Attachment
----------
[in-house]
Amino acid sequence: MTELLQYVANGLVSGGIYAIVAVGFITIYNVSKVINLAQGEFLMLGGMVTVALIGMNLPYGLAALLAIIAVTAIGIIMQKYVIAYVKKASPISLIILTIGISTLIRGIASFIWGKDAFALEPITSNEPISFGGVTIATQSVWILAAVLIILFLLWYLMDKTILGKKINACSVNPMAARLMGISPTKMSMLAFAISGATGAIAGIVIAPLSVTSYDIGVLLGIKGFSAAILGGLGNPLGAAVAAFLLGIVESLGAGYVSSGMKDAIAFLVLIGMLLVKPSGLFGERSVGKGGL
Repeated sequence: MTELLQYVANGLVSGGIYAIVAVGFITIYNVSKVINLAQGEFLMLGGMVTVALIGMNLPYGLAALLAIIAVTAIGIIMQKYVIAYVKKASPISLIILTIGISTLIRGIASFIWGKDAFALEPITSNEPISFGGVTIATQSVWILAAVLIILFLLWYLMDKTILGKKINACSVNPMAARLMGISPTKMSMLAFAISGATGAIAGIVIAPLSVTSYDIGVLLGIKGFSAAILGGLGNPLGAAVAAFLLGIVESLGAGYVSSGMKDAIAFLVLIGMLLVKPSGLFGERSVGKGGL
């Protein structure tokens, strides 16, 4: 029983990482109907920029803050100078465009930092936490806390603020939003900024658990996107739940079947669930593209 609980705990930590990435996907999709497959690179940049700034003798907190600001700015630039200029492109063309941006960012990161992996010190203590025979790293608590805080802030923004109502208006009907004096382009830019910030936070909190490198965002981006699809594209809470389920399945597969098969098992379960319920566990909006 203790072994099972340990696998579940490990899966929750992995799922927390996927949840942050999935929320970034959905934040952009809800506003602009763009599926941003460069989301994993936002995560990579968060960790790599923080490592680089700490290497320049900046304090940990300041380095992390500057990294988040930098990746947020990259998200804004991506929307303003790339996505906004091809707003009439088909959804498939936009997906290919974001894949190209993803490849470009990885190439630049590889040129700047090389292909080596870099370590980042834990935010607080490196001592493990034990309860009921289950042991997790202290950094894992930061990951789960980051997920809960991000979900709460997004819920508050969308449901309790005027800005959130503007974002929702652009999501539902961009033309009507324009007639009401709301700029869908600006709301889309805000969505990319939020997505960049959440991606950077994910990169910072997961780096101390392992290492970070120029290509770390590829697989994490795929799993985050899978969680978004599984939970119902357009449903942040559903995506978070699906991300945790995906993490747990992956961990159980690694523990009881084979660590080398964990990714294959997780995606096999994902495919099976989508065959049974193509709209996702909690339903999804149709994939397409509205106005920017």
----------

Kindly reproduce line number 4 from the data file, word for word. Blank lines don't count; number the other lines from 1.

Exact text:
């Protein structure tokens, strides 16, 4: 029983990482109907920029803050100078465009930092936490806390603020939003900024658990996107739940079947669930593209 609980705990930590990435996907999709497959690179940049700034003798907190600001700015630039200029492109063309941006960012990161992996010190203590025979790293608590805080802030923004109502208006009907004096382009830019910030936070909190490198965002981006699809594209809470389920399945597969098969098992379960319920566990909006 203790072994099972340990696998579940490990899966929750992995799922927390996927949840942050999935929320970034959905934040952009809800506003602009763009599926941003460069989301994993936002995560990579968060960790790599923080490592680089700490290497320049900046304090940990300041380095992390500057990294988040930098990746947020990259998200804004991506929307303003790339996505906004091809707003009439088909959804498939936009997906290919974001894949190209993803490849470009990885190439630049590889040129700047090389292909080596870099370590980042834990935010607080490196001592493990034990309860009921289950042991997790202290950094894992930061990951789960980051997920809960991000979900709460997004819920508050969308449901309790005027800005959130503007974002929702652009999501539902961009033309009507324009007639009401709301700029869908600006709301889309805000969505990319939020997505960049959440991606950077994910990169910072997961780096101390392992290492970070120029290509770390590829697989994490795929799993985050899978969680978004599984939970119902357009449903942040559903995506978070699906991300945790995906993490747990992956961990159980690694523990009881084979660590080398964990990714294959997780995606096999994902495919099976989508065959049974193509709209996702909690339903999804149709994939397409509205106005920017």